CLEM Burke is spluttering with laughter as he recounts an hilarious story about touring with Iggy Pop, when the godfather of punk provided the unlikely support act for the Rolling Stones and Latin rockers Santana somewhere in the badlands of America.

“Iggy was mad because Mick Jagger wouldn’t say hi to him, although Keith Richards was being friendly,” said Burke, the drummer for Debby Harry’s Blondie and Iggy Pop’s band.

“The gig was kind of famous because we had so much stuff thrown at us.

“Iggy went on stage wearing a mini skirt, a motorcycle jacket, nylon stockings, and a garter belt, and 70,000 fans were screaming, ‘We want the Stones’.

“And believe me that was the polite stuff.”

Burke continued: “Iggy was singing the song, ‘I Need More,’ and he was taunting the crowd, ‘Come on, throw more bottles, throw more chairs.’

“When the lights went up all this stuff starting raining down on us, glass, knives, fittings, chairs, anything they could get their hands on.

“The promoter thought it was so funny that he had all the roadies pick everything up and write down what was thrown.

“Before the Stones went on, he read out loud a long list of objects thrown at Iggy and the place went nuts again.

“I think Iggy had a semi-nervous breakdown after that.”

Fast forward nearly 40 years and Blondie’s latest album – Pollinator – was created at the Magic Shop studio in New York, where David Bowie’s final album, Blackstar, was produced.

“There were many reminders of David Bowie in the place,” said Burke.

“His birthday is January 8 and there was a champagne bottle he’d signed, ‘David’s birthday 2015.’

“We took a break for Christmas and when we returned in January 2016, David had died.

“His spirit was still in the studio, though and I will always have this image of David in my head, with elbows on front of the stage, looking up at Debbie Harry at one of our shows, nodding his head.”

He added: “Our record was formed by David in a lot of ways I feel. Well, David and others as well.

“There is a song that Laurie Anderson plays on and a punk rock song inspired by the Ramones that Joan Jett sings on.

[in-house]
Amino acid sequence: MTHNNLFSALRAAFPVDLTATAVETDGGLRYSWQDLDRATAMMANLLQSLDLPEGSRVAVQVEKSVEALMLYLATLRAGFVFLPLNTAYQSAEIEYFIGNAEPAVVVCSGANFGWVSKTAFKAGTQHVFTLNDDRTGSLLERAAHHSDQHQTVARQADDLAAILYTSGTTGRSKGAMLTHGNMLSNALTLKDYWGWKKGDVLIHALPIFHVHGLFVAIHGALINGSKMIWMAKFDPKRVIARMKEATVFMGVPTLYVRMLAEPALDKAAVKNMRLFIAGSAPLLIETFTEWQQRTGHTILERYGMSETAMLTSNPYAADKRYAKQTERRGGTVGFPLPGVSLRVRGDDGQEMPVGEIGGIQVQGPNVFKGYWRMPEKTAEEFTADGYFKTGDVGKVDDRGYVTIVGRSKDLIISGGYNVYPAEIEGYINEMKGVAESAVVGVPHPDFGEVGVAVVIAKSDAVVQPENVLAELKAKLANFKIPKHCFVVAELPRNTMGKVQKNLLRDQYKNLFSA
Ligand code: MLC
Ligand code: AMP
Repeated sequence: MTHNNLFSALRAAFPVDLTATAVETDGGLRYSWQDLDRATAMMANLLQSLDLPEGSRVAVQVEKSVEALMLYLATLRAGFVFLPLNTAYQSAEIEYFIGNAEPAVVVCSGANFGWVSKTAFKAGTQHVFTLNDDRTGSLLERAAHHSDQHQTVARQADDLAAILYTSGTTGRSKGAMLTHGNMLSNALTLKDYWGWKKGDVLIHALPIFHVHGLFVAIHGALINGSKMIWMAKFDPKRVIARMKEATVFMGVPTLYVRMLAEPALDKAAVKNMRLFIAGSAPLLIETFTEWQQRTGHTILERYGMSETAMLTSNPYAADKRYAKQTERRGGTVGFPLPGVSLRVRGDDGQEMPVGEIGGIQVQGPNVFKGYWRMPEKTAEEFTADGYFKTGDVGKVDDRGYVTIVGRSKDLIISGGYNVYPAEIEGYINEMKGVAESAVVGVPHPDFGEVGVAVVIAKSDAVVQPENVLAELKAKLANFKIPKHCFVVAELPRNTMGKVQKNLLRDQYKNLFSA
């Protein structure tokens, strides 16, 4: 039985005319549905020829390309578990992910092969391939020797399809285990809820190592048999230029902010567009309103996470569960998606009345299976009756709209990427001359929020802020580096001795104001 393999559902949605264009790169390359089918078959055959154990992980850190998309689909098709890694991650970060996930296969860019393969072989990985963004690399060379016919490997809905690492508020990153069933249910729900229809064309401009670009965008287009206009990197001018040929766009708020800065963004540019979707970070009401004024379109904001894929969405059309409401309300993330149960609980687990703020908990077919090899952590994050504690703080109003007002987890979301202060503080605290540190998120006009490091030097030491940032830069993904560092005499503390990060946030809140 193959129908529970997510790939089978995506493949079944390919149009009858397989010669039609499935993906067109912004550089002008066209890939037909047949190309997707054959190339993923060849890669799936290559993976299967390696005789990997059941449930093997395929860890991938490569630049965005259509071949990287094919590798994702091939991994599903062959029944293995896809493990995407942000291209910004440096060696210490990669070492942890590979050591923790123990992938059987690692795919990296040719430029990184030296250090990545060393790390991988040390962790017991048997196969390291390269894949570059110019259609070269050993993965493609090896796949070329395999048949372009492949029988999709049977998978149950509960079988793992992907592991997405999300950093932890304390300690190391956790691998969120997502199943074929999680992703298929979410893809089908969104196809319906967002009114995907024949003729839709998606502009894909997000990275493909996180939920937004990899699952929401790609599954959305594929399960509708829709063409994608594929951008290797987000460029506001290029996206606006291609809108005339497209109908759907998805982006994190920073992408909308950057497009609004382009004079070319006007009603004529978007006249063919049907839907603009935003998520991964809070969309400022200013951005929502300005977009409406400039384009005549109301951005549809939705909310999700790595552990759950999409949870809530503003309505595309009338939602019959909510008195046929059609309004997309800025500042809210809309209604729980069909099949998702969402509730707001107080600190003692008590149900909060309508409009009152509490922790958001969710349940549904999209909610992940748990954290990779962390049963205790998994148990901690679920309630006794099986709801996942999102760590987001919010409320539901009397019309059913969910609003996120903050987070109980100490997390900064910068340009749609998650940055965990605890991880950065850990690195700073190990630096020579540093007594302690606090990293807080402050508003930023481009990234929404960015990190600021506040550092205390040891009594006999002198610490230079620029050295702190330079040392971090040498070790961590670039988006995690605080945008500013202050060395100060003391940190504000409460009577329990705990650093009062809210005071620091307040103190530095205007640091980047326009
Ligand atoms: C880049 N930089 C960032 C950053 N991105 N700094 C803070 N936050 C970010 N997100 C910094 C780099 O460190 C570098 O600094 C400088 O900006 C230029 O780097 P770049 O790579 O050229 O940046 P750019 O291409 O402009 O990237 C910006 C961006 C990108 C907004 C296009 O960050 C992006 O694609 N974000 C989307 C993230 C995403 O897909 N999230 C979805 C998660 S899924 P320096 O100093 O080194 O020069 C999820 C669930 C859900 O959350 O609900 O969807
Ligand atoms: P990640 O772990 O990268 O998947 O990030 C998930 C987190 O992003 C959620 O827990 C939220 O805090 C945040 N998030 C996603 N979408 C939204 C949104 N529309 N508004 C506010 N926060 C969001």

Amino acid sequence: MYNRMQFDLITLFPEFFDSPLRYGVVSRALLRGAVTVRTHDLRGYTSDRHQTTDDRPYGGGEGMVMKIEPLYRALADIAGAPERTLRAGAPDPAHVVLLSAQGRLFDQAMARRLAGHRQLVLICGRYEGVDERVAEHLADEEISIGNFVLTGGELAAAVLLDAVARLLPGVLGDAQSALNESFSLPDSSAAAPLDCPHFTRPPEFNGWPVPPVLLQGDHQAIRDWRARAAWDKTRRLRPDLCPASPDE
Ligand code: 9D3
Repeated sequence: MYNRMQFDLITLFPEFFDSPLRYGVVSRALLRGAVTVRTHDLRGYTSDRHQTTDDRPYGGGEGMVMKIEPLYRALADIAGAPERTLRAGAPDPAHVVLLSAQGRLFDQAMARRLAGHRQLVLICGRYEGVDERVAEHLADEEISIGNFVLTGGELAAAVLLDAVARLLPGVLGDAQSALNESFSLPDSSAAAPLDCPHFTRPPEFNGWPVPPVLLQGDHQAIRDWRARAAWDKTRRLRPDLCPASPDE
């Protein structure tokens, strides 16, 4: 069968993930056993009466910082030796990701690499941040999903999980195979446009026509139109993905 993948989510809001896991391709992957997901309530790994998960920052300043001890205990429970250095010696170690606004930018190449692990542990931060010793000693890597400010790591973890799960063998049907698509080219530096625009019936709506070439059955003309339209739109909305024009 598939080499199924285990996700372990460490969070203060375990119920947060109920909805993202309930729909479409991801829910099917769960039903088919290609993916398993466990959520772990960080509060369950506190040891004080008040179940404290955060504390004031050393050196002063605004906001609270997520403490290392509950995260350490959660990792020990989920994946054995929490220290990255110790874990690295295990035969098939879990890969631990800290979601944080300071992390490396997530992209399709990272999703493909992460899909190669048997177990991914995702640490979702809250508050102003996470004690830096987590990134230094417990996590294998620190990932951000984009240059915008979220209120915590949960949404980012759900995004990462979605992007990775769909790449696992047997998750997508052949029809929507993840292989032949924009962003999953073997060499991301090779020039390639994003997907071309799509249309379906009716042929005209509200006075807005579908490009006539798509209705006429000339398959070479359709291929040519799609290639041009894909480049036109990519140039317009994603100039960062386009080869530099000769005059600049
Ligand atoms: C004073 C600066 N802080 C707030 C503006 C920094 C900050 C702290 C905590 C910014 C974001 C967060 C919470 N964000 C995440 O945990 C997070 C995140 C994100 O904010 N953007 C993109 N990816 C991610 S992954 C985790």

“Then the studio closed down after 28 years. We were the last band to make a full record at the Magic Shop.”

Burke is busy filing his rock and roll memoirs as he compiles a book about his life, and no wonder because there are enough vintage stories from half a century on music’s front line to fill Manchester Apollo where Blondie play in November.

“On Blondie’s first tour, we supported Iggy Pop, and, on the first night, the dressing room opened and it’s Iggy and Bowie,” he said.

“Introducing themselves, Bowie says, ‘Hello, I’m David, I play the keyboards,’ and Iggy says, ‘Hi, I’m Jim.’

“They were both very kind human beings and, even though we were an opening band, they treated us very well.

“One night David had his hair combed forward and he turned to me and said, ’This is my Tom Verlaine look.’

Burke adores pop culture and has a photographic memory, able to recall minutiae from the groaning archives of progressive rock to heavy metal and back.

He even drummed for The Ramones for a short spell, adding: “People always ask me how I remember things.

“I could always figure out who was in what band and I would go, ‘Yeah. That’s the guy from Uriah Heep,’ and so on.

“It’s how I make my living, so I don’t feel that I’m in some adolescent, teenage dream about following rock and roll.

“I think it’s much more important that that.

“I’ve worked with Dylan, and he is the biggest fan you would ever want to meet.

“You could talk to him about bands all day long.”

Burke said: “I’m reading the Bruce Springsteen book now. It’s profound. Every time I talk to Bruce Springsteen, it’s a thrill.”

Blondie’s raft of pop tunes – Hanging on the Telephone, The Tide is High, Heart of Glass and many others were worldwide hits.

“It’s funny we had four number ones in the USA, but we were always looked on as outsiders, but those songs have endured. We are very proud of them.”

Blondie, Manchester Apollo, Saturday, November 11, Details from 0844 477 7677